Shakespeare on Spring

Sonnet 98

From you have I been absent in the spring,

When proud-pied April, dressed in all his trim,

Hath put a spirit of youth in everything,

That heavy Saturn laughed and leaped with him,

Yet nor the lays of birds, nor the sweet smell

Of different flowers in odor and in hue,

Could make me any summer’s story tell,

Or from their proud lap pluck them where they grew.

Nor did I wonder at the lily’s white,

Nor praise the deep vermilion in the rose;

They were but sweet, but figures of delight,

Drawn after you, you pattern of all those.

     Yet seemed it winter still, and, you away,

     As with your shadow I with these did play.

Thomas Fleming

Thomas Fleming

Thomas Fleming is president of the Fleming Foundation. He is the author of six books, including The Morality of Everyday Life and The Politics of Human Nature, as well as many articles and columns for newspapers, magazines,and learned journals. He holds a Ph.D. in Classics from the University of North Carolina, Chapel Hill and a B.A. in Greek from the College of Charleston. He served as editor of Chronicles: a Magazine of American Culture from 1984 to 2015 and president of The Rockford Institute from 1997-2014. In a previous life he taught classics at several colleges and served as a school headmaster in South Carolina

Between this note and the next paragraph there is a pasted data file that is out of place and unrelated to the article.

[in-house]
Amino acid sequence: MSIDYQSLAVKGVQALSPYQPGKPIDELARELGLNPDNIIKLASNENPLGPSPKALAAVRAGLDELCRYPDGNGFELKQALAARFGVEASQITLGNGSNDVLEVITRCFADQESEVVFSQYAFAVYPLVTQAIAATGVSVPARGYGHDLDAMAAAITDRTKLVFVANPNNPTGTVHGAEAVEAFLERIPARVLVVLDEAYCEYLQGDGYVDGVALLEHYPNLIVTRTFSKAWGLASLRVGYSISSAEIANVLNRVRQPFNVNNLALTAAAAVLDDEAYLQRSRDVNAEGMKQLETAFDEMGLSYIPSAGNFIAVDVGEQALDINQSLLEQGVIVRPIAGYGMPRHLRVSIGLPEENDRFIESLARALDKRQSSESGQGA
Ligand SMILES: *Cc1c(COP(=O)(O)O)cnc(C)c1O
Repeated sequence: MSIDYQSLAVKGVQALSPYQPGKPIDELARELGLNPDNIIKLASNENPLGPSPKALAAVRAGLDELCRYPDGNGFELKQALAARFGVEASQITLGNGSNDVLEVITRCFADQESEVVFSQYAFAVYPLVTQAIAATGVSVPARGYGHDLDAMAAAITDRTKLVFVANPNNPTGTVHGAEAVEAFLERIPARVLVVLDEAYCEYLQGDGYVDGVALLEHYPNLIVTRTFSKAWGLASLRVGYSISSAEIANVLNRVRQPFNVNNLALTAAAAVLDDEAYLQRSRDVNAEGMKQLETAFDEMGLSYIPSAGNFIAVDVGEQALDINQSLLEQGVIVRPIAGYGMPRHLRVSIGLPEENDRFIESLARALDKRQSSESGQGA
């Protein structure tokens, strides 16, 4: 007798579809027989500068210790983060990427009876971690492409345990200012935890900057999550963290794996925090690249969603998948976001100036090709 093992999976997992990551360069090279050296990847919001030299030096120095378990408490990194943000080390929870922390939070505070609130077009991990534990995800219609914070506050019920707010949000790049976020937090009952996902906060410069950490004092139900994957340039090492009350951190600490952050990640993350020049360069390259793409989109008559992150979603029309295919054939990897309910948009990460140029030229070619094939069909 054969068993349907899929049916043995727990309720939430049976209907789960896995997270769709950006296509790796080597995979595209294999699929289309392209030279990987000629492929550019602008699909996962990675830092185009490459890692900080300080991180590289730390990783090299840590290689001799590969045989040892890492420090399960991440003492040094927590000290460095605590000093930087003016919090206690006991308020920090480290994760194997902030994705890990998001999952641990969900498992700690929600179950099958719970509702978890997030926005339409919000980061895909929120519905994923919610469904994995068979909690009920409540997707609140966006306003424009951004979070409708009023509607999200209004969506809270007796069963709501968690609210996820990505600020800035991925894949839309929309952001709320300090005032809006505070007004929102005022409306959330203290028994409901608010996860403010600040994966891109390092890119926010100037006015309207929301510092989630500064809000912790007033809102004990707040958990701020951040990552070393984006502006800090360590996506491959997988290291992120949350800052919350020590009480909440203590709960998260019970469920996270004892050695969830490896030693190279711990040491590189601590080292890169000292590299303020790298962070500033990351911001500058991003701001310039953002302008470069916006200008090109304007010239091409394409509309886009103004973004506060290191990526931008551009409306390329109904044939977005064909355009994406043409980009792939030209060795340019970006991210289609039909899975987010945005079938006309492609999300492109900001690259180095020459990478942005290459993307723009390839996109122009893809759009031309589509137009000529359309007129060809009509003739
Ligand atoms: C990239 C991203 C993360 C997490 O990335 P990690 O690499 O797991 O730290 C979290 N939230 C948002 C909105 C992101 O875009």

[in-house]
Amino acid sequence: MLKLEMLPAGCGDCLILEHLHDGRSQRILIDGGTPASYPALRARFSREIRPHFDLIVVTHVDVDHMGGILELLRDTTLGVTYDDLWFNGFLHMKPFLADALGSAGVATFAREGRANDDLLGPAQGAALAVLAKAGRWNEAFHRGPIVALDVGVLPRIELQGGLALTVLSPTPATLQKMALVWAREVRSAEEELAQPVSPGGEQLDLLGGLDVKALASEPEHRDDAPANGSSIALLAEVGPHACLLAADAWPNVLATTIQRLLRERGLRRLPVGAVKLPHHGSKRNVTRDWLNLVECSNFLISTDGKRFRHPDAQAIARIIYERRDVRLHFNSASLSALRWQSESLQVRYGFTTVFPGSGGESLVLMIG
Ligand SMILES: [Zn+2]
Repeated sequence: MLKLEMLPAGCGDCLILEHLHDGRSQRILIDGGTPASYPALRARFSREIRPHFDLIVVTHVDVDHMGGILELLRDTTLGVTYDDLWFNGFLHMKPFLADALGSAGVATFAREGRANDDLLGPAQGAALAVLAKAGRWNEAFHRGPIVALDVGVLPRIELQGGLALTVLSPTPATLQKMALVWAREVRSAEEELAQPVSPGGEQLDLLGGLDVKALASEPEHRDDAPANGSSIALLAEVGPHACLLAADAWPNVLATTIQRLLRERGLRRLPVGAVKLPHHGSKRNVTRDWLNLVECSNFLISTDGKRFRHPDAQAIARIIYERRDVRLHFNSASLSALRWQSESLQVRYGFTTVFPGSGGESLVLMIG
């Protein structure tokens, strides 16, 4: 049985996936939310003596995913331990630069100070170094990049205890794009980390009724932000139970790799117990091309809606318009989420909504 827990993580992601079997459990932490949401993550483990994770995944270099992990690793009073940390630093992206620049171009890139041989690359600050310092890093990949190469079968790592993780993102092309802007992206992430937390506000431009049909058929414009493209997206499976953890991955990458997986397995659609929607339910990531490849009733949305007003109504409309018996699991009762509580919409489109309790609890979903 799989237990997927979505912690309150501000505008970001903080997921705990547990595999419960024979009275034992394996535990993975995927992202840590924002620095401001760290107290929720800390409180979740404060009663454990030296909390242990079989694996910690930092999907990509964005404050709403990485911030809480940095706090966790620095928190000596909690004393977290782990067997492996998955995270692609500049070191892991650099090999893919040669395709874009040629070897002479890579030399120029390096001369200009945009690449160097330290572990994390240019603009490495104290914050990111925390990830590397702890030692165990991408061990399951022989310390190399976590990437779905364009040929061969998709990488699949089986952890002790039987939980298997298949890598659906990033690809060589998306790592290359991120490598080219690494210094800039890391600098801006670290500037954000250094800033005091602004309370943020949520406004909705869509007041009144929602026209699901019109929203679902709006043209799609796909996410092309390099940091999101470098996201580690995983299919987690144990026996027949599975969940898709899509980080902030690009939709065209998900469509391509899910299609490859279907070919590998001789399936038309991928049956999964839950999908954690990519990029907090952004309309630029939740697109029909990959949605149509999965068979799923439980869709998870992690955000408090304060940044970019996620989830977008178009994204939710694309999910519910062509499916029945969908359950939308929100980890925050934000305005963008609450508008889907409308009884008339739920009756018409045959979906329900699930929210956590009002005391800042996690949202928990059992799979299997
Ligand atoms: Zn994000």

3 Responses

  1. Avatar Robert Reavis says:

    They were but sweet, but figures of delight,

    Drawn after you, you pattern of all those.

    Yet seemed it winter still, and, you away,

    As with your shadow I with these did play.

    Dr. Fleming,
    Thank you for the poetry. I would give a finger, perhaps two, to write a couple of lasting lines like those. It is so good, I hate to even mention it and break the silence it inspires. It’s the “Real Absence” in the education of our time.

  2. Avatar Frank Brownlow says:

    The only memorable moment of a movie called The V.I.P.s was Margaret Rutherford, playing a hard-up duchess, and quoting, “Daffadils / that come before the swallow dares, and take / The winds of March with beauty.”

  3. Avatar Robert Reavis says:

    Mr. Peters, from down south, has commented before on this site of his musings in the spring walking or driving by abandoned farmsteads where hardly anything remains but the hardy Daffadils of early Spring. The last lines of Wordsworth’s poem on the other page, brings all of this again to mind. Some say poets are always stealing each other’s lines and subjects. But Frost’s ‘A Tuft of Flowers’ should remind anyone willing to notice that we humans “work together even when we work alone.” Thank you for your poems, Professor Brownlow

    For oft, when on my couch I lie
    In vacant or in pensive mood,
    They flash upon that inward eye
    Which is the bliss of solitude;
    And then my heart with pleasure fills,
    And dances with the daffodils.